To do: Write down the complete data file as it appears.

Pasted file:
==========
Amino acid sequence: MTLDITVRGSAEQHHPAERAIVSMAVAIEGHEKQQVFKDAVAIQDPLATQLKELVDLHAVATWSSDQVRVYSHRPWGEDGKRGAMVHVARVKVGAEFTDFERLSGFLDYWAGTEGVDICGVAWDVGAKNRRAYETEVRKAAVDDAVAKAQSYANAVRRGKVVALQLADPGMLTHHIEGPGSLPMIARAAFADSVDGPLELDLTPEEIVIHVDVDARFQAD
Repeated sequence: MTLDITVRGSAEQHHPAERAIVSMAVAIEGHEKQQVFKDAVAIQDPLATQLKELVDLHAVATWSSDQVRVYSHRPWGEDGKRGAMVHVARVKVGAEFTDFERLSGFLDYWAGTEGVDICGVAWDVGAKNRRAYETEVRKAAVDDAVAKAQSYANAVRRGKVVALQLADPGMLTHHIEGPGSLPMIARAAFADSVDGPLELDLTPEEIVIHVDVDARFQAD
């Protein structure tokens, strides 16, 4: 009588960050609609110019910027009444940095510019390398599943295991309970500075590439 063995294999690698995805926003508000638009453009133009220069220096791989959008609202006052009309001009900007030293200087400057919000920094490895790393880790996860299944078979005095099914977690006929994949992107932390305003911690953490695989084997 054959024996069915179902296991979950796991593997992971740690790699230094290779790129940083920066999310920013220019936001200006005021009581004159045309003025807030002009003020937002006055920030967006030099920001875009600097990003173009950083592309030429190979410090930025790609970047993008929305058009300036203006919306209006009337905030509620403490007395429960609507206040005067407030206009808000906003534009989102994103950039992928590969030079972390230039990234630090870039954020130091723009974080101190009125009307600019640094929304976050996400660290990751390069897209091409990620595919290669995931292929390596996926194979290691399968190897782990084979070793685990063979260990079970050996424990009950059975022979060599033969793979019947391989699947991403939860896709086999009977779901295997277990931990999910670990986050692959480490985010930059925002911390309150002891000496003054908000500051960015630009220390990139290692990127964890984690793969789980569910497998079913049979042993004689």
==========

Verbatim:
Amino acid sequence: MTLDITVRGSAEQHHPAERAIVSMAVAIEGHEKQQVFKDAVAIQDPLATQLKELVDLHAVATWSSDQVRVYSHRPWGEDGKRGAMVHVARVKVGAEFTDFERLSGFLDYWAGTEGVDICGVAWDVGAKNRRAYETEVRKAAVDDAVAKAQSYANAVRRGKVVALQLADPGMLTHHIEGPGSLPMIARAAFADSVDGPLELDLTPEEIVIHVDVDARFQAD
Repeated sequence: MTLDITVRGSAEQHHPAERAIVSMAVAIEGHEKQQVFKDAVAIQDPLATQLKELVDLHAVATWSSDQVRVYSHRPWGEDGKRGAMVHVARVKVGAEFTDFERLSGFLDYWAGTEGVDICGVAWDVGAKNRRAYETEVRKAAVDDAVAKAQSYANAVRRGKVVALQLADPGMLTHHIEGPGSLPMIARAAFADSVDGPLELDLTPEEIVIHVDVDARFQAD
């Protein structure tokens, strides 16, 4: 009588960050609609110019910027009444940095510019390398599943295991309970500075590439 063995294999690698995805926003508000638009453009133009220069220096791989959008609202006052009309001009900007030293200087400057919000920094490895790393880790996860299944078979005095099914977690006929994949992107932390305003911690953490695989084997 054959024996069915179902296991979950796991593997992971740690790699230094290779790129940083920066999310920013220019936001200006005021009581004159045309003025807030002009003020937002006055920030967006030099920001875009600097990003173009950083592309030429190979410090930025790609970047993008929305058009300036203006919306209006009337905030509620403490007395429960609507206040005067407030206009808000906003534009989102994103950039992928590969030079972390230039990234630090870039954020130091723009974080101190009125009307600019640094929304976050996400660290990751390069897209091409990620595919290669995931292929390596996926194979290691399968190897782990084979070793685990063979260990079970050996424990009950059975022979060599033969793979019947391989699947991403939860896709086999009977779901295997277990931990999910670990986050692959480490985010930059925002911390309150002891000496003054908000500051960015630009220390990139290692990127964890984690793969789980569910497998079913049979042993004689």